Even so, as the Tide’s passing game funneled almost exclusively through Ridley in 2017—his 63 catches and 967 yards nearly quadrupled the next closest teammate’s numbers—Jeudy had to adapt to playing in his mentor’s shadow. “I’d be in a meeting, and I’d have to deal with Coach Saban on my butt about Jerry’s effort on the run game and his effort on the play without getting the ball,” says Mike Locksley then Alabama’s receivers coach and co-offensive coordinator. “Everybody knew what he was capable of doing as a route-runner. [But] he was probably a little more one-dimensional then.”
This led Locksley to draw up a contract in which Jeudy promised to never give less than max effort, no matter the play call, “and then if he did that, he’d be rewarded,” the coach says. Both parties signed the document, and Locksley hung it in his office, summoning Jeudy and pointing to it whenever the latter’s effort on inside runs waned. Sure enough, once Ridley left for the NFL, Jeudy led the SEC with 14 touchdowns as a sophomore, set a single-season Alabama record with 19.3 yards per catch and became its second Biletnikoff winner after Cooper.
Down in Crimson Tide country, the succession line of star receivers can feel biblical: Julio begat Amari, who begat Calvin, who begat Jerry. ... “When you step on the field, you’re playing for all those guys,” Ridley says. But the phenomenon is relatively recent; until Jones went sixth to Atlanta in 2011, Alabama hadn’t produced a first-round wideout since 1968 (Dennis Homan, Chiefs). Now it can’t stop. This season, though the team failed to reach a fifth straight CFP title game, Jeudy, Ruggs, leading receiver Devonta Smith (1,256 yards) and speedster Jaylen Waddle shined as a four-headed Hydra of no-doubt NFL talent.
So synchronized was the quartet that they freely switched assignments after the huddle broke, whether in pursuit of a primo route—like when Jeudy bested Smith in presnap rock-paper-scissors during a 49–7 win over Southern Miss (though the pass ended up going to Waddle)—or to help a teammate by embracing what they dubbed less desirable “brotherhood routes,” Jeudy says. “Maybe someone didn’t really get that many catches, or he’s having a good game and we can get him another touch. I’ll take the brotherhood route, and you get this.”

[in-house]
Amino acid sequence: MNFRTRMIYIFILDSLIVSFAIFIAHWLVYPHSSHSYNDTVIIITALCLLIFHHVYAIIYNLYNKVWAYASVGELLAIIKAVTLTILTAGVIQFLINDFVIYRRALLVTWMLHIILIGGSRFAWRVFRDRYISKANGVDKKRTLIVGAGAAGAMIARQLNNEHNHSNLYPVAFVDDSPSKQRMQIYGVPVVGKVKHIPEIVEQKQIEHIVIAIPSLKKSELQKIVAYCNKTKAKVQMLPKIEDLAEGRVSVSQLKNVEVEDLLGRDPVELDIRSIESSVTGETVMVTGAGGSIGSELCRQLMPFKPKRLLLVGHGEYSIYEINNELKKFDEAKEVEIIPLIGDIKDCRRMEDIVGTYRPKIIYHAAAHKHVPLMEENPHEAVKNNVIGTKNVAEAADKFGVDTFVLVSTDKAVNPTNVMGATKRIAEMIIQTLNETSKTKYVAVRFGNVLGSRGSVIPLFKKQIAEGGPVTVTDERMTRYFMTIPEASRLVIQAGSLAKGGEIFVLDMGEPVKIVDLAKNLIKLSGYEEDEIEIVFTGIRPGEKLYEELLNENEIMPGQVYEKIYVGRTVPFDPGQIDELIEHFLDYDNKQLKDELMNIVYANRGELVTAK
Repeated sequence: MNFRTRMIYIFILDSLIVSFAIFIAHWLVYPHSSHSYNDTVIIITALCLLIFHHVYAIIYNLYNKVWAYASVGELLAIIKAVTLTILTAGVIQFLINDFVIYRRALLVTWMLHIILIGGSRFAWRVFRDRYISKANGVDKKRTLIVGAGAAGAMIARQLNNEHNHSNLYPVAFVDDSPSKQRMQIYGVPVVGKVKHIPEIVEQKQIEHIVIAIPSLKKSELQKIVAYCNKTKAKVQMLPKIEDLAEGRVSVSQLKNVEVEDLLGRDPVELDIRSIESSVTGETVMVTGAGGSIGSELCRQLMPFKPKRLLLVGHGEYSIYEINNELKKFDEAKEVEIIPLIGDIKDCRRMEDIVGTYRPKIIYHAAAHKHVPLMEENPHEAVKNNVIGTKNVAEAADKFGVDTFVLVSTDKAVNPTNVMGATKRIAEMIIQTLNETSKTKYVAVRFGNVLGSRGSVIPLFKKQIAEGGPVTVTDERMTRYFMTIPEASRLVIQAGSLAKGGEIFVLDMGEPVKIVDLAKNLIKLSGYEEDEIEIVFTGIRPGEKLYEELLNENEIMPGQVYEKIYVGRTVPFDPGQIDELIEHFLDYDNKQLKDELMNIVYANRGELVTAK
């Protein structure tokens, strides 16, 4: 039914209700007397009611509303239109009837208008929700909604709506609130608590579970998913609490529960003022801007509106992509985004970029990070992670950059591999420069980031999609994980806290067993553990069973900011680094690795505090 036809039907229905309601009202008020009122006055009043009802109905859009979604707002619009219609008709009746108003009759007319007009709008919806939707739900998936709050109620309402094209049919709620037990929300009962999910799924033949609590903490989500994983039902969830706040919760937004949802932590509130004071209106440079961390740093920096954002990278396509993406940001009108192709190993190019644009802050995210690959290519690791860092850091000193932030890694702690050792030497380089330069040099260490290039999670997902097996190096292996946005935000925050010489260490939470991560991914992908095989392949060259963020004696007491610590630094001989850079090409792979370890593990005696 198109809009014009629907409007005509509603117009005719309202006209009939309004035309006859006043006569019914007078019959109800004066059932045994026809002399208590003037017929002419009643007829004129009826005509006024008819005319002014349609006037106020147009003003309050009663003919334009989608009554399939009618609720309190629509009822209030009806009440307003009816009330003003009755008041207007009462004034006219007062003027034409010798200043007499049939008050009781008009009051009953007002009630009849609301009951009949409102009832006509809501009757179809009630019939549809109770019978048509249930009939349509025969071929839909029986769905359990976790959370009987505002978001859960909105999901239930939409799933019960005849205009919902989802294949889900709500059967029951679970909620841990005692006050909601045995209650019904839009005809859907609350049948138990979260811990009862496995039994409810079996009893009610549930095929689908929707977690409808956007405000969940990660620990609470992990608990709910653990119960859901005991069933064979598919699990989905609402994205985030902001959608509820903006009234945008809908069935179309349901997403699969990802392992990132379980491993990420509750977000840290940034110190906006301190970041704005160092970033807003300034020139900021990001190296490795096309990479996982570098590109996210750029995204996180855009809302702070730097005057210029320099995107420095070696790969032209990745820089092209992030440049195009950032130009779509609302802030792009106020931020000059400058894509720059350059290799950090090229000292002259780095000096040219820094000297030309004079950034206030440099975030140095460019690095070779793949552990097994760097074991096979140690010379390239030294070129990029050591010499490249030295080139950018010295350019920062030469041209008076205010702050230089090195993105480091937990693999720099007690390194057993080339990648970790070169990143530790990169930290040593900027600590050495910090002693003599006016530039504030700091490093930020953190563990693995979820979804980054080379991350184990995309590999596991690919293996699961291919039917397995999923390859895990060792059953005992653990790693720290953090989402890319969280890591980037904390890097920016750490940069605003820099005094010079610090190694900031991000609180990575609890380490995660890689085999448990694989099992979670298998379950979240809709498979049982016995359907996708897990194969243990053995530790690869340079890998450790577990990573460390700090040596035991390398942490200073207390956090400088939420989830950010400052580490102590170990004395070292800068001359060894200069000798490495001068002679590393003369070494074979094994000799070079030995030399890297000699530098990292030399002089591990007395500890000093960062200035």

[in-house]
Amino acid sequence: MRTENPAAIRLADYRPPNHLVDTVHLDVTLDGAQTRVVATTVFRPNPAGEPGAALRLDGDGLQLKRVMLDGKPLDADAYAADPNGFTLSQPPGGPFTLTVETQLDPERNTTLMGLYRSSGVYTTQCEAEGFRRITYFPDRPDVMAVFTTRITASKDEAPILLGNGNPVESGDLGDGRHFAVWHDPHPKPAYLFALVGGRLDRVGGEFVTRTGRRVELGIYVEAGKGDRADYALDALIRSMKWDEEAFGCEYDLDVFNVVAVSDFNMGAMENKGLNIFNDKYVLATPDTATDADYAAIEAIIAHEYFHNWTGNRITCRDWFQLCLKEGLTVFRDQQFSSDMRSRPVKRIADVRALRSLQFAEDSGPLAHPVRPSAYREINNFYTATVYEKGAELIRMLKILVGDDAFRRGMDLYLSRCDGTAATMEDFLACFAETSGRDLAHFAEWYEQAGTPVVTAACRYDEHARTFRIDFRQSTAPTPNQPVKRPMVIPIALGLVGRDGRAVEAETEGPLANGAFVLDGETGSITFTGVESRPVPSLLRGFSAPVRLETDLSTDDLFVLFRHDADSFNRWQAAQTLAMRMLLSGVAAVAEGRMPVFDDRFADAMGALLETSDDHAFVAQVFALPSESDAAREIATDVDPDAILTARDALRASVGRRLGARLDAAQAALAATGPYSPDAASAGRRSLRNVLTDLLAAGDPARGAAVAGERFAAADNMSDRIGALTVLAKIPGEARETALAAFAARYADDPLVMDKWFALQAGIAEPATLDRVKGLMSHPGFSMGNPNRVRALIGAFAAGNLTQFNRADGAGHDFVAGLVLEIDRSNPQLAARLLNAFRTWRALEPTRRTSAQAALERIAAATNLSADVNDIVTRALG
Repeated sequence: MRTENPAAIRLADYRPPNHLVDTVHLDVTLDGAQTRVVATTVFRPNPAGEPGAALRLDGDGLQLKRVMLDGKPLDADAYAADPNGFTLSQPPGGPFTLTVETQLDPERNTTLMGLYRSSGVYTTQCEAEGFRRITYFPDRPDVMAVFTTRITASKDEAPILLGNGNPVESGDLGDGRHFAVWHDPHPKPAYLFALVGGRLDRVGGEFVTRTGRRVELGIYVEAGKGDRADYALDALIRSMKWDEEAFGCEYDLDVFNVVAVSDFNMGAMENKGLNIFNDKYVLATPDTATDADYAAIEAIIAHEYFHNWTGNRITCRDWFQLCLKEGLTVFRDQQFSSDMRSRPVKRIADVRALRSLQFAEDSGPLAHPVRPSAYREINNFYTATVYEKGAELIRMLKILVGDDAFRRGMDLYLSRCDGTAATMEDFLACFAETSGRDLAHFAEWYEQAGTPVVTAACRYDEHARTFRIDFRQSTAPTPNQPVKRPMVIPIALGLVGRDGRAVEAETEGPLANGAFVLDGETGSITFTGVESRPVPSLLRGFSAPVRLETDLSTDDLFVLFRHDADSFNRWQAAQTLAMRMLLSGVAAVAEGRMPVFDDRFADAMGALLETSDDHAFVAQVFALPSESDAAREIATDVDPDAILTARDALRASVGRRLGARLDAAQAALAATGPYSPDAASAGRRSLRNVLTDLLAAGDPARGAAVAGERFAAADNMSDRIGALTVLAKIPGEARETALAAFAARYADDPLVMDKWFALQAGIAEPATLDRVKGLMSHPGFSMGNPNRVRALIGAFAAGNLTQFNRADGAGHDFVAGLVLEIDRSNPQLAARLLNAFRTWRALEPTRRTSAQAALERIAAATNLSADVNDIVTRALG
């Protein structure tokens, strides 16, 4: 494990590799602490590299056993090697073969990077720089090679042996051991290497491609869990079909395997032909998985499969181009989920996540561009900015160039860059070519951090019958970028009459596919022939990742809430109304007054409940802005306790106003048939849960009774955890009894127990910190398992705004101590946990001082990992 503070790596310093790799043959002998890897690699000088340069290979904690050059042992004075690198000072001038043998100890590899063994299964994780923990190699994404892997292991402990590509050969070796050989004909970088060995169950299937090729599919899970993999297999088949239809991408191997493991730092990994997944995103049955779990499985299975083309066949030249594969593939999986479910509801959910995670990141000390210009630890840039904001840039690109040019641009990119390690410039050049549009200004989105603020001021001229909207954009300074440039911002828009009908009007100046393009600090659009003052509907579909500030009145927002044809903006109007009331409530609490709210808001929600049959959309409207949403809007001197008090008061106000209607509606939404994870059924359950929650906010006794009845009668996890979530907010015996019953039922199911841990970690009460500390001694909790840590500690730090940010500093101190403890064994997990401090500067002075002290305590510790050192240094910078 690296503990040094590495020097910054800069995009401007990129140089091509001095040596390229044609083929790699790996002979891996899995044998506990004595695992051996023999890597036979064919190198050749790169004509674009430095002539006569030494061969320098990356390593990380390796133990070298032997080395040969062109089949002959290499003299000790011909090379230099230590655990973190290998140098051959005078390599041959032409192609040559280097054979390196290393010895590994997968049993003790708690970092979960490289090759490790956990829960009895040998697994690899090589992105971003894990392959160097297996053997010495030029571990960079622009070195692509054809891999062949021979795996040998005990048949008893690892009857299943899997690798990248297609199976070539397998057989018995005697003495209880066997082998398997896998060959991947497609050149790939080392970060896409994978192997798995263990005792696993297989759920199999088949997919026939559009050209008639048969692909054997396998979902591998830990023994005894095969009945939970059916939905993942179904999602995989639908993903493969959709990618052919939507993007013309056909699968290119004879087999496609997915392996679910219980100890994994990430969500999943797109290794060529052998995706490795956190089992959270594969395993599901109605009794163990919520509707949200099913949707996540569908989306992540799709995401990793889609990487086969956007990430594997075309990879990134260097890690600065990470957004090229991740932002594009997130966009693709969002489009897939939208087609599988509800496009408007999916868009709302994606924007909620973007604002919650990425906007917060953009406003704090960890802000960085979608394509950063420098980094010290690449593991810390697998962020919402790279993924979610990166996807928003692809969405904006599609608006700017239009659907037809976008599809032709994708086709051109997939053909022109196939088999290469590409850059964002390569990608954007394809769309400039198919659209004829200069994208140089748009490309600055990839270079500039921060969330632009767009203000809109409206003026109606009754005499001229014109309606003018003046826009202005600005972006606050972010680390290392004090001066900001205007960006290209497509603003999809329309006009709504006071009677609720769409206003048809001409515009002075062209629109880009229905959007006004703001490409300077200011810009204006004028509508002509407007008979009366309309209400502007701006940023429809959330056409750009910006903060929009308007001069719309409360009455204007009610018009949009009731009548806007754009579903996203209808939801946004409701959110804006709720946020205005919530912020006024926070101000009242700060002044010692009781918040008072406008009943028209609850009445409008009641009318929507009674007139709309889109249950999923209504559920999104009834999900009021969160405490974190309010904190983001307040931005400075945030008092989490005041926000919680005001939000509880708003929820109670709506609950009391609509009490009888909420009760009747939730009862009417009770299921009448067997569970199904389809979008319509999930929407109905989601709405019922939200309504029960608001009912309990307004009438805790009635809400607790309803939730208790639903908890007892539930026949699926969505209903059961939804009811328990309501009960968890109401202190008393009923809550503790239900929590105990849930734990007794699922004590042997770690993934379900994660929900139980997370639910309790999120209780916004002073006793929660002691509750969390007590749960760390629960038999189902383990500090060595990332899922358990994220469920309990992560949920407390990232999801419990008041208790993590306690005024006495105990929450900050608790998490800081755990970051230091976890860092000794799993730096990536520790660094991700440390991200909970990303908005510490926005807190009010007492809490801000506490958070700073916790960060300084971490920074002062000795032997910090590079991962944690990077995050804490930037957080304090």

As Ridley foretold, Jeudy was the standard-bearer for the 2019 unit. “He’s the leader who doesn’t get noticed,” Ruggs says. The guy who tutored Ruggs in fine-tuning his releases and breaks; who always stayed late after practice to tax another JUGS machine; who would report to the facility on Sunday mornings, the team’s day off, and run routes by himself.
The leader who saved his best act for last. Few would have faulted Jeudy if he’d wanted to safeguard his draft stock by joining Tide linebacker Terrell Lewis and cornerback Trevon Diggs (Stefon’s brother) in sitting out the Citrus Bowl. His regular season wasn’t quite worthy of another Biletnikoff finalist spot (his stats were down in part because of a mere five fourth-quarter catches due to Alabama blowouts), but his name was already stamped all over the Tuscaloosa record books.
Instead, Jeudy suited up, torched the Michigan secondary for an 85-yard touchdown from Mac Jones on the opening snap and earned MVP honors in a 35–16 win. As he had told his sister Diane when she asked whether he would play: “Is that even a question?”
* * *
After declaring for the draft Jeudy moved to Dallas to train at an NFL prospect camp run by Michael Johnson Performance and its eponymous founder, the Olympic sprinting legend. Early on, a group of track athletes, including 100-meter gold medalist Justin Gatlin, swung by the center for a workout. Using a high-speed camera and a program called Dartfish, the MJP team captured footage of Gatlin and compared his kinematics—factors like stride posture and arm alignment—to Jeudy’s. Frame by frame, they were almost identical.
“It tells us that he has the potential to run extremely fast,” MJP director of high performance Bryan McCall says of Jeudy. “That doesn’t mean he’ll be able to run as fast as Justin Gatlin, but he gets to some of the same shapes and forms.”
Want to know how Jerry Jeudys? Start with his posture. Unlike taller, stiffer runners, Jeudy sprints with his upper body bent toward the ground—“It makes a number 7 sign,” McCall says—and spends little time in the air mid-stride. “He has a unique ability to be comfortable in those low positions,” says McCall.